As we reflect upon the past 12 months, the dairy industry in Queensland and NSW has encountered a number of issues that have impacted upon the profitability and sustainability of the industry in these two states.
This has been reflected in the continuing decline in the production, which has been quite significant compared to 2021. The recent milk production report from Dairy Australia for October 2022 indicated that there had been a 6.6 per cent decrease on October 2021, while the national year-to-date was down 6.5pc.
In Queensland there has been a year-to-date decline of 11.3pc while NSW has decreased by 11.9pc.
There are a number of reasons for the declining milk production, including dairy farmers exiting the industry, the lack of the availability of labour, the floods that devastated parts of Queensland and NSW, inflation, among other issues.
However, there have been strong farm gate prices paid by processors to their suppliers, but this has been offset by increasing input costs for dairy farmers.
The dairy industry has been grateful for the strong support of the Queensland and NSW state governments with the ongoing availability of loans and grants to enable dairy farmers to rebuild their farm infrastructure, restore their cow numbers and ensure the availability of fodder for their farms.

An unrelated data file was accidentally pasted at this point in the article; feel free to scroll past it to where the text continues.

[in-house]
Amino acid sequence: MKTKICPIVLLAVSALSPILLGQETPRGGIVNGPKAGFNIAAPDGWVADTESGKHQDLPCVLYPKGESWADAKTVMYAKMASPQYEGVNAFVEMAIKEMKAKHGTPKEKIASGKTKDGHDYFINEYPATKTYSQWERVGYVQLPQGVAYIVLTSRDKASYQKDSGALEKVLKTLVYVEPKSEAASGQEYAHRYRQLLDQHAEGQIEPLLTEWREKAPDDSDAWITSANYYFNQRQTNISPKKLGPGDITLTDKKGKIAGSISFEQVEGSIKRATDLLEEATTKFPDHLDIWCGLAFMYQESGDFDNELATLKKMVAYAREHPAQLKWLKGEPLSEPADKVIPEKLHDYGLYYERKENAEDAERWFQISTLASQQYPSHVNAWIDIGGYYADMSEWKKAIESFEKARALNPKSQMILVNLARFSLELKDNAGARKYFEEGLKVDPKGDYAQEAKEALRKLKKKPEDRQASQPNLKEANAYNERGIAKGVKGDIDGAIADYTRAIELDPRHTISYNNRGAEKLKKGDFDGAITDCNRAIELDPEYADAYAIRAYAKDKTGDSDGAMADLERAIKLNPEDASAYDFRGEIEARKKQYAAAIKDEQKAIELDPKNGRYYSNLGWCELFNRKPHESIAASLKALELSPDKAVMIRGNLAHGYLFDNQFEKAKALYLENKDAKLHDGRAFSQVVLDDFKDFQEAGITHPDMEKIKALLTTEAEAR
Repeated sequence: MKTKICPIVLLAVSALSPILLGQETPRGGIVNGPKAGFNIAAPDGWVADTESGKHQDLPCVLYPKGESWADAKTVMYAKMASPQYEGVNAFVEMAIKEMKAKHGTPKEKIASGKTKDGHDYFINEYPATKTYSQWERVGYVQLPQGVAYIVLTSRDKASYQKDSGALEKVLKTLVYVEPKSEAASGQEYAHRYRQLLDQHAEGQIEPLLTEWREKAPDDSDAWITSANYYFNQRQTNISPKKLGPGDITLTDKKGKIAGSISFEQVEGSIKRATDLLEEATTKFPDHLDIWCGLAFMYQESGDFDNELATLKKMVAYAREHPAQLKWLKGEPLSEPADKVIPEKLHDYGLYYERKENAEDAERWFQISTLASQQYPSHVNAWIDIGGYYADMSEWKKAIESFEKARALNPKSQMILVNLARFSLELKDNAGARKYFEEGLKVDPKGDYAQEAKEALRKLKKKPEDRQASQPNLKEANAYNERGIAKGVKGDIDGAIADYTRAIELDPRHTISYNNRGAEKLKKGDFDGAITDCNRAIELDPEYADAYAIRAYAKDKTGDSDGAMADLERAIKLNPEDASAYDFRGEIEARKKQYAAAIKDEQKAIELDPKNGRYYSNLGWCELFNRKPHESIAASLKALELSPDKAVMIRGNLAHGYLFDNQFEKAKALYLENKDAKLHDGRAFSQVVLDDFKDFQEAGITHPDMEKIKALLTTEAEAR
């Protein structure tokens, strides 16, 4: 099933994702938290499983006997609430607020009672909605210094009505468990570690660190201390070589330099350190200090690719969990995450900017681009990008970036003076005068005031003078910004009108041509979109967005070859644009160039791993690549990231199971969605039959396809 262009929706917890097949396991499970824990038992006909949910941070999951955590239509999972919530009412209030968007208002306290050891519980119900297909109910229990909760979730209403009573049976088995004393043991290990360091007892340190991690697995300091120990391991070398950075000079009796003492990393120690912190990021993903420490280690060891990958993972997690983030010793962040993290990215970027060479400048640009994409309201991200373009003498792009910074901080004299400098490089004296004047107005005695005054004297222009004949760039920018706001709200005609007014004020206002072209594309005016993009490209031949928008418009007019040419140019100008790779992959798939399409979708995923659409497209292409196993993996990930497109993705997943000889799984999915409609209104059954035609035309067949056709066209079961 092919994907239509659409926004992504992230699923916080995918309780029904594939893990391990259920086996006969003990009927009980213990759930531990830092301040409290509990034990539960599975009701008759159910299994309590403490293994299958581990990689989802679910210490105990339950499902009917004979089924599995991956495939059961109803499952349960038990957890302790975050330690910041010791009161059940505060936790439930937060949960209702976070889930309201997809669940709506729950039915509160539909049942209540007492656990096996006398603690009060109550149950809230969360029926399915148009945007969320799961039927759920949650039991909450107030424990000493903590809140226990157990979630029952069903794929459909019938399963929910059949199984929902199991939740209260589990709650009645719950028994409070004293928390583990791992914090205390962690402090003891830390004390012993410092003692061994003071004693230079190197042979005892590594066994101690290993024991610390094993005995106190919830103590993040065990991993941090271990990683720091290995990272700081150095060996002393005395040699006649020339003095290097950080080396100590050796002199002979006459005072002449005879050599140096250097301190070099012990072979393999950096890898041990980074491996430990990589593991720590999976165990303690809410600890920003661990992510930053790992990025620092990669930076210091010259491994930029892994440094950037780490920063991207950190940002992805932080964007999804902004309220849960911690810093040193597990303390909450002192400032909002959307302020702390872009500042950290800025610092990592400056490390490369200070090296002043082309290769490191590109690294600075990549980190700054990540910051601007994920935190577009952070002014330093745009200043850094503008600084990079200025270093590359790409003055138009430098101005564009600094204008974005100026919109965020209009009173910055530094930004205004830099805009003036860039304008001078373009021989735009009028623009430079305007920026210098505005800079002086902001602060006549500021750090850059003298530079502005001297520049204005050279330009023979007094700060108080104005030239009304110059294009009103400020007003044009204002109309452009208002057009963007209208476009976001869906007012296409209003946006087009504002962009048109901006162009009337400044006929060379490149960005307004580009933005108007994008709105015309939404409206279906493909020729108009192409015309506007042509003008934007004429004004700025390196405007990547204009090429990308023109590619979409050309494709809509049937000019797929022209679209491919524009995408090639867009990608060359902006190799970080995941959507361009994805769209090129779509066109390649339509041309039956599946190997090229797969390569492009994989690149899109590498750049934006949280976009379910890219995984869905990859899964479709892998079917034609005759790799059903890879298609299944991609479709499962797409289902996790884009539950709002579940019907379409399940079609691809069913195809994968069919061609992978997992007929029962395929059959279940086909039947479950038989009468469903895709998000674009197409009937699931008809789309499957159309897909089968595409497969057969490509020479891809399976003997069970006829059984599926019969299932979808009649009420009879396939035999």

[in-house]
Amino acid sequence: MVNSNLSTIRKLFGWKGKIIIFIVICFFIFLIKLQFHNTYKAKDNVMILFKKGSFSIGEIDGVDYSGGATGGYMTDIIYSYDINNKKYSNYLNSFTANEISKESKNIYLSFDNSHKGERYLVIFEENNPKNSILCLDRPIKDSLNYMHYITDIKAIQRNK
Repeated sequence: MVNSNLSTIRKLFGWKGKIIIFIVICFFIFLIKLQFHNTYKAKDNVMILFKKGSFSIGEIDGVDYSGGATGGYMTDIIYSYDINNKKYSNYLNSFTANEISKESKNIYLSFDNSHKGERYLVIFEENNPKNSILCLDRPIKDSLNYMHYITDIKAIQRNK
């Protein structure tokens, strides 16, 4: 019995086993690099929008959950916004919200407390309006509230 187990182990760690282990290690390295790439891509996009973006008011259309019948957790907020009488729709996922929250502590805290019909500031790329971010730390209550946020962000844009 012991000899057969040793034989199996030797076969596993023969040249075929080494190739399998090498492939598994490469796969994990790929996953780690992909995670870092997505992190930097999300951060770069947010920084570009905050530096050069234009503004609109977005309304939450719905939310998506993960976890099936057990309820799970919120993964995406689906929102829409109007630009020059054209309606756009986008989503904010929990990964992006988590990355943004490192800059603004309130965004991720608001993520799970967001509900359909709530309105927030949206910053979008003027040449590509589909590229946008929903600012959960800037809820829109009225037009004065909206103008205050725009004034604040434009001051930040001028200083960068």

The risk of a biosecurity incursion has also been on the minds of dairy farmers. This has been evidenced by the onset of FMD and LSD in Indonesia and elsewhere, including the strong preparedness that the state and federal governments are taking to stop such an incursion occurring, and to be prepared for prompt action, if an incursion did occur.
In recent times, there has also been discussion regarding methane emissions, especially given the action of the New Zealand government in imposing attacks on cattle in the country. Strong action by the industries' peak bodies has seen the federal Minister for Agriculture, Murray Watt, indicate strongly that there was no intention of the government to impose such a tax in Australia.
As 2022 comes to an end, the dairy industry continues to look at ways to ensure its profitability and viability into the future. This will be reflected by the steps that eastAUSmilk will take in 2023 to ensure the sustainability of the fresh milk dairy industry in Queensland and NSW.
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